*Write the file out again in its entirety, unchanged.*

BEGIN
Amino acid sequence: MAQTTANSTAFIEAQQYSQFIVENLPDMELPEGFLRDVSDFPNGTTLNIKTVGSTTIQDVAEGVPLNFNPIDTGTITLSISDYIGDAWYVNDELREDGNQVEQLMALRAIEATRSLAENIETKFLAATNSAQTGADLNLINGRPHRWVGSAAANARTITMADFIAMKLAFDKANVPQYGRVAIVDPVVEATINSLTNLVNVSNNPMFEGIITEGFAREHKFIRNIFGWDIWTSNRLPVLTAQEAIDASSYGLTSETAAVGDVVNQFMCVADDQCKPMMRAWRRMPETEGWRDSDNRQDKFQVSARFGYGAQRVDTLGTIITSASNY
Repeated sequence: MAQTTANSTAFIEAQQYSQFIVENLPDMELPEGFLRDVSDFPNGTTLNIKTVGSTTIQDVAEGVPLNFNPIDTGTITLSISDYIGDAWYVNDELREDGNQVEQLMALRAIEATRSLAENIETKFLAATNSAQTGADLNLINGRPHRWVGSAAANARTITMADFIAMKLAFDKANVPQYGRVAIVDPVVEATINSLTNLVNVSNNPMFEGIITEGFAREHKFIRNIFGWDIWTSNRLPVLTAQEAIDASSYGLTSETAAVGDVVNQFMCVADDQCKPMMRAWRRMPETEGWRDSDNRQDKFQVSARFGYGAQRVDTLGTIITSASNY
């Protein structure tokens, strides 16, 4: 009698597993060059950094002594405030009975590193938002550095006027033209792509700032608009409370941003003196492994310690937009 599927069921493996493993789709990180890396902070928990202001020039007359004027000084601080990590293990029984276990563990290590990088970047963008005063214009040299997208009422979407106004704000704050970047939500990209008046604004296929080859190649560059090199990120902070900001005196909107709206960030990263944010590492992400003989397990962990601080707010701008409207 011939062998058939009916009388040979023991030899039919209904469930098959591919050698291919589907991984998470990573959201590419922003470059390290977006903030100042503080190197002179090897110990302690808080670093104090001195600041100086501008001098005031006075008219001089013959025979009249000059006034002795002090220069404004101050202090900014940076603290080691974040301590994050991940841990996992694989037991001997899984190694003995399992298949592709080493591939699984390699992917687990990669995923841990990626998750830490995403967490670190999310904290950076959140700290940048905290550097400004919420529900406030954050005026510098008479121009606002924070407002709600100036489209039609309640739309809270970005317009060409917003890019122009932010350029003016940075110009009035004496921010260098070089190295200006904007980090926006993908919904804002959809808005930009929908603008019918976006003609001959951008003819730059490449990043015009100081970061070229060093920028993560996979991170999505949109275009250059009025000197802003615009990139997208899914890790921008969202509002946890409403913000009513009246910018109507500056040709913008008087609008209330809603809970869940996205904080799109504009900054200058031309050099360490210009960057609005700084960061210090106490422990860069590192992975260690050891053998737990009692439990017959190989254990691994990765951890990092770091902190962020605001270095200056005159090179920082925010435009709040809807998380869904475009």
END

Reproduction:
Amino acid sequence: MAQTTANSTAFIEAQQYSQFIVENLPDMELPEGFLRDVSDFPNGTTLNIKTVGSTTIQDVAEGVPLNFNPIDTGTITLSISDYIGDAWYVNDELREDGNQVEQLMALRAIEATRSLAENIETKFLAATNSAQTGADLNLINGRPHRWVGSAAANARTITMADFIAMKLAFDKANVPQYGRVAIVDPVVEATINSLTNLVNVSNNPMFEGIITEGFAREHKFIRNIFGWDIWTSNRLPVLTAQEAIDASSYGLTSETAAVGDVVNQFMCVADDQCKPMMRAWRRMPETEGWRDSDNRQDKFQVSARFGYGAQRVDTLGTIITSASNY
Repeated sequence: MAQTTANSTAFIEAQQYSQFIVENLPDMELPEGFLRDVSDFPNGTTLNIKTVGSTTIQDVAEGVPLNFNPIDTGTITLSISDYIGDAWYVNDELREDGNQVEQLMALRAIEATRSLAENIETKFLAATNSAQTGADLNLINGRPHRWVGSAAANARTITMADFIAMKLAFDKANVPQYGRVAIVDPVVEATINSLTNLVNVSNNPMFEGIITEGFAREHKFIRNIFGWDIWTSNRLPVLTAQEAIDASSYGLTSETAAVGDVVNQFMCVADDQCKPMMRAWRRMPETEGWRDSDNRQDKFQVSARFGYGAQRVDTLGTIITSASNY
């Protein structure tokens, strides 16, 4: 009698597993060059950094002594405030009975590193938002550095006027033209792509700032608009409370941003003196492994310690937009 599927069921493996493993789709990180890396902070928990202001020039007359004027000084601080990590293990029984276990563990290590990088970047963008005063214009040299997208009422979407106004704000704050970047939500990209008046604004296929080859190649560059090199990120902070900001005196909107709206960030990263944010590492992400003989397990962990601080707010701008409207 011939062998058939009916009388040979023991030899039919209904469930098959591919050698291919589907991984998470990573959201590419922003470059390290977006903030100042503080190197002179090897110990302690808080670093104090001195600041100086501008001098005031006075008219001089013959025979009249000059006034002795002090220069404004101050202090900014940076603290080691974040301590994050991940841990996992694989037991001997899984190694003995399992298949592709080493591939699984390699992917687990990669995923841990990626998750830490995403967490670190999310904290950076959140700290940048905290550097400004919420529900406030954050005026510098008479121009606002924070407002709600100036489209039609309640739309809270970005317009060409917003890019122009932010350029003016940075110009009035004496921010260098070089190295200006904007980090926006993908919904804002959809808005930009929908603008019918976006003609001959951008003819730059490449990043015009100081970061070229060093920028993560996979991170999505949109275009250059009025000197802003615009990139997208899914890790921008969202509002946890409403913000009513009246910018109507500056040709913008008087609008209330809603809970869940996205904080799109504009900054200058031309050099360490210009960057609005700084960061210090106490422990860069590192992975260690050891053998737990009692439990017959190989254990691994990765951890990092770091902190962020605001270095200056005159090179920082925010435009709040809807998380869904475009």